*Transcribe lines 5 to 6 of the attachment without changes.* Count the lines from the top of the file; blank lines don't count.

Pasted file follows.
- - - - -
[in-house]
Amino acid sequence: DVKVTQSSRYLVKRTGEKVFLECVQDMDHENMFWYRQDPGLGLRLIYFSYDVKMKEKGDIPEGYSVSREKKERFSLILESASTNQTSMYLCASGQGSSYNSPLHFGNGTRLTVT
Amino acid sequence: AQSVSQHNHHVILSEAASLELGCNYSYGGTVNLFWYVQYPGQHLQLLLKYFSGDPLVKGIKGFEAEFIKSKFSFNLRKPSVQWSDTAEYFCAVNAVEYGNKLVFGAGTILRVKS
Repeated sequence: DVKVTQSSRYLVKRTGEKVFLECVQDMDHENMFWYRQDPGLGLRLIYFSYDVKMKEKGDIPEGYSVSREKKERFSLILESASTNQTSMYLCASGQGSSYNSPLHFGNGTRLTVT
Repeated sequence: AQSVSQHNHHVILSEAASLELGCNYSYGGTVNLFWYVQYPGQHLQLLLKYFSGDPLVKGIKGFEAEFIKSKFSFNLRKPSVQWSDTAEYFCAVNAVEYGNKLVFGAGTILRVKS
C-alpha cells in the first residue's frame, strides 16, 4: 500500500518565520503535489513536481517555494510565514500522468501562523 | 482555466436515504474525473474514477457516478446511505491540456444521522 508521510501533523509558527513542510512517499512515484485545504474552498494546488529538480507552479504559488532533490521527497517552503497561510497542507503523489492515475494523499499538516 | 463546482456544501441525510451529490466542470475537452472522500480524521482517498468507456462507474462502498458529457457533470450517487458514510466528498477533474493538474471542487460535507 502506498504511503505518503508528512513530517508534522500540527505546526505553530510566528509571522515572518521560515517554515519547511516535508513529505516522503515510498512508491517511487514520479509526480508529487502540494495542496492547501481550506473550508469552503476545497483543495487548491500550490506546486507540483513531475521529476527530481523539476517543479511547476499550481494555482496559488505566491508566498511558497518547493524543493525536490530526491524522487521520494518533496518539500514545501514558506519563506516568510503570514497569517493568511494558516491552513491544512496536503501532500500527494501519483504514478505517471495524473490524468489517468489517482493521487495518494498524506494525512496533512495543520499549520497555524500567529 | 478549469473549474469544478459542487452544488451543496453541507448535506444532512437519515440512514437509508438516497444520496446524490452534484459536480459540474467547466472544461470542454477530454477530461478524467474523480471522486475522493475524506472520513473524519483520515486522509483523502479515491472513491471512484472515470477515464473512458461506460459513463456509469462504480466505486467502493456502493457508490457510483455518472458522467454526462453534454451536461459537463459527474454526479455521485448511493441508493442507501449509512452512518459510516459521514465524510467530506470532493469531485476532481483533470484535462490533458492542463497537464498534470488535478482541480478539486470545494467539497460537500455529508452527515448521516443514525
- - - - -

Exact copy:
Repeated sequence: AQSVSQHNHHVILSEAASLELGCNYSYGGTVNLFWYVQYPGQHLQLLLKYFSGDPLVKGIKGFEAEFIKSKFSFNLRKPSVQWSDTAEYFCAVNAVEYGNKLVFGAGTILRVKS
C-alpha cells in the first residue's frame, strides 16, 4: 500500500518565520503535489513536481517555494510565514500522468501562523 | 482555466436515504474525473474514477457516478446511505491540456444521522 508521510501533523509558527513542510512517499512515484485545504474552498494546488529538480507552479504559488532533490521527497517552503497561510497542507503523489492515475494523499499538516 | 463546482456544501441525510451529490466542470475537452472522500480524521482517498468507456462507474462502498458529457457533470450517487458514510466528498477533474493538474471542487460535507 502506498504511503505518503508528512513530517508534522500540527505546526505553530510566528509571522515572518521560515517554515519547511516535508513529505516522503515510498512508491517511487514520479509526480508529487502540494495542496492547501481550506473550508469552503476545497483543495487548491500550490506546486507540483513531475521529476527530481523539476517543479511547476499550481494555482496559488505566491508566498511558497518547493524543493525536490530526491524522487521520494518533496518539500514545501514558506519563506516568510503570514497569517493568511494558516491552513491544512496536503501532500500527494501519483504514478505517471495524473490524468489517468489517482493521487495518494498524506494525512496533512495543520499549520497555524500567529 | 478549469473549474469544478459542487452544488451543496453541507448535506444532512437519515440512514437509508438516497444520496446524490452534484459536480459540474467547466472544461470542454477530454477530461478524467474523480471522486475522493475524506472520513473524519483520515486522509483523502479515491472513491471512484472515470477515464473512458461506460459513463456509469462504480466505486467502493456502493457508490457510483455518472458522467454526462453534454451536461459537463459527474454526479455521485448511493441508493442507501449509512452512518459510516459521514465524510467530506470532493469531485476532481483533470484535462490533458492542463497537464498534470488535478482541480478539486470545494467539497460537500455529508452527515448521516443514525